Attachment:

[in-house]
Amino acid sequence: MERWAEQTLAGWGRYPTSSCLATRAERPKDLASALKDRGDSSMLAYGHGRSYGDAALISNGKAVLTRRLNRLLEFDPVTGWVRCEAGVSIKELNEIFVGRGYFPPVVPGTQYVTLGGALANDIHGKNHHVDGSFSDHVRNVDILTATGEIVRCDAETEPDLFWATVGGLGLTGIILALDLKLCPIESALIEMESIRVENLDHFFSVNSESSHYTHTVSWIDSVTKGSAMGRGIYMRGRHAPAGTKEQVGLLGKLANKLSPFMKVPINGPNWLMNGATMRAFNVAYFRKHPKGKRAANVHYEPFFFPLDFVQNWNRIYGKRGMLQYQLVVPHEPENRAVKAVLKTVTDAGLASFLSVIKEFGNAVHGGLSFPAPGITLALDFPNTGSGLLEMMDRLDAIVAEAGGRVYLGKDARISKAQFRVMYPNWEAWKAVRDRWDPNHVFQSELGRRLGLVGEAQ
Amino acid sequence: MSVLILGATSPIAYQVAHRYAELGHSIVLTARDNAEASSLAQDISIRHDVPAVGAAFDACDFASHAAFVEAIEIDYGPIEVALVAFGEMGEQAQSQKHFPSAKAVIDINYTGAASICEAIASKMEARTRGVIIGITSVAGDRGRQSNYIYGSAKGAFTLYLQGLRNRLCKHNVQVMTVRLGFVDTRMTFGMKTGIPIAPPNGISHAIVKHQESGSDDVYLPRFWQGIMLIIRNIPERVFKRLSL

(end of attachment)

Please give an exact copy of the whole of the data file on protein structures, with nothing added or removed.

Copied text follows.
[in-house]
Amino acid sequence: MERWAEQTLAGWGRYPTSSCLATRAERPKDLASALKDRGDSSMLAYGHGRSYGDAALISNGKAVLTRRLNRLLEFDPVTGWVRCEAGVSIKELNEIFVGRGYFPPVVPGTQYVTLGGALANDIHGKNHHVDGSFSDHVRNVDILTATGEIVRCDAETEPDLFWATVGGLGLTGIILALDLKLCPIESALIEMESIRVENLDHFFSVNSESSHYTHTVSWIDSVTKGSAMGRGIYMRGRHAPAGTKEQVGLLGKLANKLSPFMKVPINGPNWLMNGATMRAFNVAYFRKHPKGKRAANVHYEPFFFPLDFVQNWNRIYGKRGMLQYQLVVPHEPENRAVKAVLKTVTDAGLASFLSVIKEFGNAVHGGLSFPAPGITLALDFPNTGSGLLEMMDRLDAIVAEAGGRVYLGKDARISKAQFRVMYPNWEAWKAVRDRWDPNHVFQSELGRRLGLVGEAQ
Amino acid sequence: MSVLILGATSPIAYQVAHRYAELGHSIVLTARDNAEASSLAQDISIRHDVPAVGAAFDACDFASHAAFVEAIEIDYGPIEVALVAFGEMGEQAQSQKHFPSAKAVIDINYTGAASICEAIASKMEARTRGVIIGITSVAGDRGRQSNYIYGSAKGAFTLYLQGLRNRLCKHNVQVMTVRLGFVDTRMTFGMKTGIPIAPPNGISHAIVKHQESGSDDVYLPRFWQGIMLIIRNIPERVFKRLSL